Our traditional social cause campaigns deliver a simple mechanism of recycle a mobile phone and help someone in need, action equals outcome. Our partnership with Able Australia worked slightly differently. Able Australia is a leading not for profit organisation, delivering high quality, people centred services to people living with deaf blindness within our community. We asked Australians to send in their unwanted working mobile phones so they could help a deafblind person to stay connected to their community.  Mobile phones already have in built technology that helps deafblind users send and read messages, including picture messages. The partnership focused on reuse, and MobileMuster played the role of recycling partner. Old mobiles that were suitable to be reused with the braille technology, were data wiped and passed onto a deaf blind person. Texting and taking pictures is something many of us don’t think about or simply take for granted. However, to a deaf blind person the simple act of texting is a way of staying connected to family and friends.

The campaign was supported by social media advertising and traditional PR. The story was picked up by all major print media and radio across the country. However, when it came to reusable devices MobileMuster collected 50 devices from around the country and less than half of these could be reused by Able Australia. The key difference here between old mobiles for recycling versus reuse, is that the reuse mobiles still work and are relatively new. We know that consumers prefer to hold onto their devices just in case they need them in the future. The campaign received good engagement and a high number of likes on social media. In particular it resonated with younger adult males who saw benefit in how the mobile technology could be used to transform the communication of a deafblind person. Whilst the community welcomed the idea of helping a deaf blind person, they found it a little hard to give up these old mobiles. It seems that we hope others will give up their old mobile before we need too.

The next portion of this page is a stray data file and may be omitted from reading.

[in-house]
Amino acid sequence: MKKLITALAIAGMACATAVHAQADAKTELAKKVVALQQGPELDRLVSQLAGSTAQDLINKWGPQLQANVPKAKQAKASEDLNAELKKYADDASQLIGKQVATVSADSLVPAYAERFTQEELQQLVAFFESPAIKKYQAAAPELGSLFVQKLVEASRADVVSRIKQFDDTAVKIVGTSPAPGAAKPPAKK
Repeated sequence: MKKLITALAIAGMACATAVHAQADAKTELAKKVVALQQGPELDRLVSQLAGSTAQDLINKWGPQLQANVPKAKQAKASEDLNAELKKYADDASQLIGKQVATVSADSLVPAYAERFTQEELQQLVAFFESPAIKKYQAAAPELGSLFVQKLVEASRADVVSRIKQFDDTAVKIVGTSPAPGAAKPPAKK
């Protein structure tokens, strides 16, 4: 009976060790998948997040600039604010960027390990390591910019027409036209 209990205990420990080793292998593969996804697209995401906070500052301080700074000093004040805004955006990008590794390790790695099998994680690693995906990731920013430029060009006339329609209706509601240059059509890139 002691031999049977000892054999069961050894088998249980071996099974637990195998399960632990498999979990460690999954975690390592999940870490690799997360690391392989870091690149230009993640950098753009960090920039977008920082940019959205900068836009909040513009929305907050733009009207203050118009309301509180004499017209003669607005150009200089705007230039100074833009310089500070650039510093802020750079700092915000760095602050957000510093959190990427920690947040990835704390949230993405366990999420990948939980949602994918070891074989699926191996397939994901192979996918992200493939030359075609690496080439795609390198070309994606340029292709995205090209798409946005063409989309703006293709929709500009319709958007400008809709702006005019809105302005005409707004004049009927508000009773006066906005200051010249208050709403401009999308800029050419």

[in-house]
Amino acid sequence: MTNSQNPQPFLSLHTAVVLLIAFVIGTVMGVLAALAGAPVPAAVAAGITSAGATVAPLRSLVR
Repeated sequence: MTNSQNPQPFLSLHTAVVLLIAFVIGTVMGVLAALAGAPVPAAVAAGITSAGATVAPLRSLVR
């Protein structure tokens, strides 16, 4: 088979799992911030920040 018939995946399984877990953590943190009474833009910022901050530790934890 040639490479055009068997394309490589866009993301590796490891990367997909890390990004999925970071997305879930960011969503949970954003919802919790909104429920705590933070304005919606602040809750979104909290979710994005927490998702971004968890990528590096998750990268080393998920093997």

Social partnerships do drive awareness of recycling and the charity partner, plus just as importantly increase recycling volumes. With so many old mobiles still in storage, MobileMuster will continue to use these partnerships. Recycling may not be cool, but it certainly can make a difference to the environment and charity partners. If we only recycled the 4 million broken handsets in storage we would avoid the need to mine almost 18,000 tonnes of precious metal ore.

[1] IPSOS Research (February 2016)

[2] IPSOS Research (February 2015).

[3] IPSOS Research (July 2014)

[4] http://www.environment.gov.au/topics/environment-protection/nwp/reporting/organic-waste